Jo Walton – Tooth and Claw
Length: 332 pages
Genre: Definitely fantasy, sort of historical fiction, and kind of romance, as well. Victorian Fantasy, basically.
Started: 05 February 2010
Finished: 07 February 2010
Where did it come from? LibraryThing Secret Santa.
Why do I have it? See above.
How long has it been on my TBR pile? Since 20 December 2009.
A comedy of
manners, complete with dragons
red in tooth and claw.
Summary: A father, who has worked his way up from humble origins to become part of the gentry, dies, leaving behind five children. The elder two are well established in society – the son as a parson of a well-respected estate, and the daughter married to a rich and powerful if rather boorish and ill-tempered nobleman. The younger three, however, are only beginning to make their way in society: a son who is engaged in business in the city, and two unmarried daughters. Upon their father’s death, the two sisters are sent to live with their siblings. One, who had previously narrowly escaped having a unpleasant marriage proposal forced on her, finds herself attracted to a young adventurer who is out of her league, given her station in society and her meager dowry. The other, appalled by her brother-in-law’s brutish behavior towards the servants and local tenants, secretly becomes a radical abolitionist. The younger son, meanwhile, is bringing suit against his brother-in-law over the matter of their father’s will, and the distribution of their inheritance.
Oh, did I mention that these are all dragons? Yeah.
Review: I’m sure Jane Austen would never have predicted the recent rash of Austenophilic sequels and retellings and spin-off novels, and I’m very sure that she would never have predicted one with dragons as protagonists. I certainly read the blurb on the back that called Tooth and Claw “the Pride and Prejudice of the dragon world” with raised eyebrows. But, to my great surprise, it totally worked. In fact, Walton makes traditional dragon lore fit into Victorian society conventions so well that I can’t believe that no one had ever done it before.
This novel was a little slow to start, but by the end it wound up completely charming me. In truth, the slow beginning is probably more my fault than the book’s, and might even be considered a strength rather than a weakness. Tooth and Claw is a Victorian novel not only in plot, but also in writing style, and it’s done quite effectively. However, Victorian language has a hard time making it from my eyes to my brain (which is why I tend to listen to the classics on audiobook rather than read them), so it took me a while to get accustomed to the flow and pace of the writing, and that kept me at arm’s distance from the story for a while. However, Walton builds her world and her characters so deftly that before too long I was totally engrossed.
One of the things that I particularly enjoyed about this book was how it simultaneously managed to sweep me up in the story, while never letting me forget that it was about dragons. I’d be reading along, totally caught up in battles over inheritance, and deathbed confessions, and romances between those from totally different stations in life, just as you would expect from any Victorian novel, and then I’d remember that the inheritance in question was the right of children to eat their deceased father, and the absurdity of the whole thing would catch up with me, and I’d start giggling uncontrollably. I think Walton was well aware of that contrast, and used it to great advantage; playing up the humor and dropping in the occasional sly narrative aside to let us know that she was laughing with us.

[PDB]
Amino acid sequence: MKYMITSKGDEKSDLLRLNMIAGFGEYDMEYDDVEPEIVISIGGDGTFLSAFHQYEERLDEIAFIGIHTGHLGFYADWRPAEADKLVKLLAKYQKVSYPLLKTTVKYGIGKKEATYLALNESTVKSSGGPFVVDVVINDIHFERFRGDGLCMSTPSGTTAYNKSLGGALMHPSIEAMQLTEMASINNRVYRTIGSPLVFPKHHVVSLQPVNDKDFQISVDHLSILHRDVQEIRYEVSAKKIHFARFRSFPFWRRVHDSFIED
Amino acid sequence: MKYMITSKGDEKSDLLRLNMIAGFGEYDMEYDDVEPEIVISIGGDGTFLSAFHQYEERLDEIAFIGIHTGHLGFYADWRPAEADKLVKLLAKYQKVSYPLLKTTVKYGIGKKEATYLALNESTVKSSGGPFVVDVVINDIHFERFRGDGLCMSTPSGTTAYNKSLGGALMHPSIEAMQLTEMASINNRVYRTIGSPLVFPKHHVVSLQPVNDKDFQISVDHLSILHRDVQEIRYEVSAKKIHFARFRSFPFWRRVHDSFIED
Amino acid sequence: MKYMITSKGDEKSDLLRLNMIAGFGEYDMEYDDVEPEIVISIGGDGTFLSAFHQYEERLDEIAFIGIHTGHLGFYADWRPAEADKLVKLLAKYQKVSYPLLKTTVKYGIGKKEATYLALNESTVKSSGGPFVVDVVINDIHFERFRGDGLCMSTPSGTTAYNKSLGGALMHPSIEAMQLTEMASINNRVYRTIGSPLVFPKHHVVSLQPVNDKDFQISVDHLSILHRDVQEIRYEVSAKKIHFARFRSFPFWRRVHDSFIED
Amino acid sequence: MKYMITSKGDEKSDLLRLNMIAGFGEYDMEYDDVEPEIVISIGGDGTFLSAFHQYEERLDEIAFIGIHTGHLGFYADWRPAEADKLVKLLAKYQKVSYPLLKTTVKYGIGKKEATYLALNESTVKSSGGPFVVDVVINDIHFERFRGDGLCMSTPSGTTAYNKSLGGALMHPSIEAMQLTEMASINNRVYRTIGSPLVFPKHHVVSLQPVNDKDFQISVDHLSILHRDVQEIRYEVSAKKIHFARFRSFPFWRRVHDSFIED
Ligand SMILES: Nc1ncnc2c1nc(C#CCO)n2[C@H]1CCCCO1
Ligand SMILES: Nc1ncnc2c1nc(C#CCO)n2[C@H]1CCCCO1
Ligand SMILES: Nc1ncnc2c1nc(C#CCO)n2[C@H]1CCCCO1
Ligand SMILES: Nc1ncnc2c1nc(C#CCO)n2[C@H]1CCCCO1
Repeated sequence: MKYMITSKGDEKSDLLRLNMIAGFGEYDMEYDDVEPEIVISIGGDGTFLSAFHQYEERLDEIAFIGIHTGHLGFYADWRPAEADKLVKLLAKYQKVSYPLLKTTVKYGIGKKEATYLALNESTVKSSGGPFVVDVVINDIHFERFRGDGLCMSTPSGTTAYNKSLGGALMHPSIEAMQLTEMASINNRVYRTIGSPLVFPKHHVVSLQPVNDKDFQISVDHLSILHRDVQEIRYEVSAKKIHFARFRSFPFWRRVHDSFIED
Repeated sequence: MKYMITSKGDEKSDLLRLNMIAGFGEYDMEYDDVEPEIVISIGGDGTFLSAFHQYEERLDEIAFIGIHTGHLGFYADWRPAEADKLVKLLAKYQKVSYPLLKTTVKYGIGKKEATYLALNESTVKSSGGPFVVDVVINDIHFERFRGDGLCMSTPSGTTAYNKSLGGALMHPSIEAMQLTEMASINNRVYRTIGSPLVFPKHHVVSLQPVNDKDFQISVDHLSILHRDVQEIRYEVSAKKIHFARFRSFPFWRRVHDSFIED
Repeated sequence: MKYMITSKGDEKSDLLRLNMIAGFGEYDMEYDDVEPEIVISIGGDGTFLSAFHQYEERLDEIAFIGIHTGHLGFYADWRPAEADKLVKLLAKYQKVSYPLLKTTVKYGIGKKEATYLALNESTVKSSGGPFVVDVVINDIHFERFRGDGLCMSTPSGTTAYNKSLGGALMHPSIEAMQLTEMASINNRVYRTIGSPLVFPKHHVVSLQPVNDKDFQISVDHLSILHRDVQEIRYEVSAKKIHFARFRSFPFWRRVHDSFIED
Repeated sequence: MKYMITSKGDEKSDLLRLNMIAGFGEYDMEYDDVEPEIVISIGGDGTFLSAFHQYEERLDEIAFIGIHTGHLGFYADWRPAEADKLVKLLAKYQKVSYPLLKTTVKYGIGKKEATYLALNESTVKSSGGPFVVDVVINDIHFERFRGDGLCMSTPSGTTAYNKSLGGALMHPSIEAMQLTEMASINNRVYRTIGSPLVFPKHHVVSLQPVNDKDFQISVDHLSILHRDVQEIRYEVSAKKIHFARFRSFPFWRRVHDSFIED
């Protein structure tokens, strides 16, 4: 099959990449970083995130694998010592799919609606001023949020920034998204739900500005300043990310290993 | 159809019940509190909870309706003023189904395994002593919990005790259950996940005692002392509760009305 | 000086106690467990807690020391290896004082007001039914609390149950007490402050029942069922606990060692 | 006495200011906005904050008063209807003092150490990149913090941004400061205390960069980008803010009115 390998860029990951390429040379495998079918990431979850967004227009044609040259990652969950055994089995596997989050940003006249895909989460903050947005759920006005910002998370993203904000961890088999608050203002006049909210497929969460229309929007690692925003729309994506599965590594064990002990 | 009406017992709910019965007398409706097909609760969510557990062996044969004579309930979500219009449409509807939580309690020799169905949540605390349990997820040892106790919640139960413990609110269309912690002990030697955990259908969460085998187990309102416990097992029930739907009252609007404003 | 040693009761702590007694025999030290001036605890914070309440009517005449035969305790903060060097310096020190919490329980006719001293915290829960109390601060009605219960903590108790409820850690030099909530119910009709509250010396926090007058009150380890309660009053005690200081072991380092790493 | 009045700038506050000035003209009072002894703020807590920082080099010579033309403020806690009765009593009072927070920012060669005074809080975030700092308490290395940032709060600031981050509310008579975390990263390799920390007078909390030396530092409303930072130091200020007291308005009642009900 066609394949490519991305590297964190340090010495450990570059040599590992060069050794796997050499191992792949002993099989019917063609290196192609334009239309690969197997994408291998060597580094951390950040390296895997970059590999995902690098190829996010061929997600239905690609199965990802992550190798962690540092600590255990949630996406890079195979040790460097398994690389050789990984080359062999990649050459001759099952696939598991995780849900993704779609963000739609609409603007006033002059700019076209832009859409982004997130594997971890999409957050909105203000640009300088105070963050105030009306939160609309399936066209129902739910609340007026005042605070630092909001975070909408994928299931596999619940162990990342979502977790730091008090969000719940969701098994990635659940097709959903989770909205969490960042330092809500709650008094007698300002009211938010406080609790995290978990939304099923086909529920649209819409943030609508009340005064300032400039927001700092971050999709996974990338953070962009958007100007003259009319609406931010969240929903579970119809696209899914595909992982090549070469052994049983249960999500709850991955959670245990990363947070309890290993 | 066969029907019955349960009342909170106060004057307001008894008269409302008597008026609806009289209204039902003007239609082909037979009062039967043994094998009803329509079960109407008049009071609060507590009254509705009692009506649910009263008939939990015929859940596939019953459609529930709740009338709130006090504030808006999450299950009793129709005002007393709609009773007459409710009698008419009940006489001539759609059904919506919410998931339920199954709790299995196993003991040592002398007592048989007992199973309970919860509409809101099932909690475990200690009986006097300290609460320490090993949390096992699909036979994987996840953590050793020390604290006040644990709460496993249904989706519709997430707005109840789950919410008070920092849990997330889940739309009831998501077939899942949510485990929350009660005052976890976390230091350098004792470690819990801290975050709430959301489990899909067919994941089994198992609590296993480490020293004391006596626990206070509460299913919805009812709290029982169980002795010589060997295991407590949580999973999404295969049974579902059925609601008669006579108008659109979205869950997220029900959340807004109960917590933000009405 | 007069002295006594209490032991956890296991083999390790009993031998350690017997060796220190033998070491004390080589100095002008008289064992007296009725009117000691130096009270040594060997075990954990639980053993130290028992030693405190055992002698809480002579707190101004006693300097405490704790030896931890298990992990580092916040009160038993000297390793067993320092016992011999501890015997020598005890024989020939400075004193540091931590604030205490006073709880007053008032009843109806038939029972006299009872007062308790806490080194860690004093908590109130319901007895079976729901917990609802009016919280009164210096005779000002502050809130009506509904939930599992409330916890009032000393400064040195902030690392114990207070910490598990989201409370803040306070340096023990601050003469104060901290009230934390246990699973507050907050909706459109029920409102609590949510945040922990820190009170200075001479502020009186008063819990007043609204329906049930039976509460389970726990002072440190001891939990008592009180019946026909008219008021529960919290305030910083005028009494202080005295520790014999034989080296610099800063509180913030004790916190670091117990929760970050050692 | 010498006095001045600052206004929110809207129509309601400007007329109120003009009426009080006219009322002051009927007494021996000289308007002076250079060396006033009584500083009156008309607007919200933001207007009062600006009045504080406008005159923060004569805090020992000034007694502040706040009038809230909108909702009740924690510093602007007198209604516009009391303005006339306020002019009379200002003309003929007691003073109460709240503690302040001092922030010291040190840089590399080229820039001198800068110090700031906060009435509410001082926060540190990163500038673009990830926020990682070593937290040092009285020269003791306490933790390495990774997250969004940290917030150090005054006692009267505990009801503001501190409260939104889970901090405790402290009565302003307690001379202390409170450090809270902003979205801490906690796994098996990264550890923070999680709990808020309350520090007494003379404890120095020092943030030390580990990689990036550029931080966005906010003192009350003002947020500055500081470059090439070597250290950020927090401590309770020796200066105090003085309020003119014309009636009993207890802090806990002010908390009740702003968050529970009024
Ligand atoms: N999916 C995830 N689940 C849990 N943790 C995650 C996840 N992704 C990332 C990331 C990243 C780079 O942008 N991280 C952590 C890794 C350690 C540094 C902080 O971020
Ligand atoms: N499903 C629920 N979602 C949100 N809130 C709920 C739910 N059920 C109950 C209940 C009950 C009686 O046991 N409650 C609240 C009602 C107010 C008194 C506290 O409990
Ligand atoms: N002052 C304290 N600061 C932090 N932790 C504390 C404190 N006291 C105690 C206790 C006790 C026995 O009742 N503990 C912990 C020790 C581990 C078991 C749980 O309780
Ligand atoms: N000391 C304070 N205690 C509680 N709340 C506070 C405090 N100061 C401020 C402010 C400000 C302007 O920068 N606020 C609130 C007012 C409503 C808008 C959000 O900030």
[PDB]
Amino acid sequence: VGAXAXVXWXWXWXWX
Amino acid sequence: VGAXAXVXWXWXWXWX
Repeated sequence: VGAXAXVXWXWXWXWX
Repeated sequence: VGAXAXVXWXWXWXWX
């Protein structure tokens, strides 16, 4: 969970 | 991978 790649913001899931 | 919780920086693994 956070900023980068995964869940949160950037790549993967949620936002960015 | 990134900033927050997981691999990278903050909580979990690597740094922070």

It has been baldly state in this narrative that Penn and Sher were friends at school and later at the Circle, and being gentle readers and not cruel and hungry readers who would visit a publisher’s offices with the intention of rending and eating an author who had displeased them, you have taken this matter on trust. (p. 264)
The only weak point I noticed was that a few of the characters were less developed than others. In a book with this large of a cast, that’s only to be expected, but I would have happily have read a longer book that had given everyone their full time to shine. Other than that, the multiple storylines were handled well; I thought each was compelling enough that switching between them never made me lose interest. Overall, although this book took a while to fully capture my attention, I enjoyed it immensely, and am so glad I stuck with it. 4.5 out of 5 stars.
Recommendation: The obvious recommendation is that people who like Naomi Novik’s books will almost certainly like this one, and vice-versa. I think fans of Patricia C. Wrede & Caroline Stevermer’s style of historical fantasy will also get a kick out of Tooth and Claw. But actually, I’d even recommend this to Austen fans who don’t normally read fantasy… you might be surprised how well dragons fit into the Victorian world.
Other Reviews: Somewhat shockingly, I couldn’t find any. Have you reviewed this book? Leave a comment with the link and I’ll add it in.
First Line: Bon Agornin writhed on his deathbed, his wings beating as if he would fly to his new life in his old body.
Cover Thoughts: Nicely understated, but I wish there was something about it that said “Victorian novel” a little more loudly.
Vocab: (see the whole list)
- p. 124: “It was a dim vault, barely half underground, half-filled with dragons, many of them with the bound wings of servitude, all of them small, hardly one of them longer than seven feet except the priest, who stood at the center of the narthex about to begin his service.” – an enclosed passage between the main entrance and the nave of a church.
- p. 234: ““Though Avan attacked me from behind and without warning I did swear to support him so I will not allow the words peculation or simony to pass my lips with respect to him.”” – embezzlement; the making of profit out of sacred things.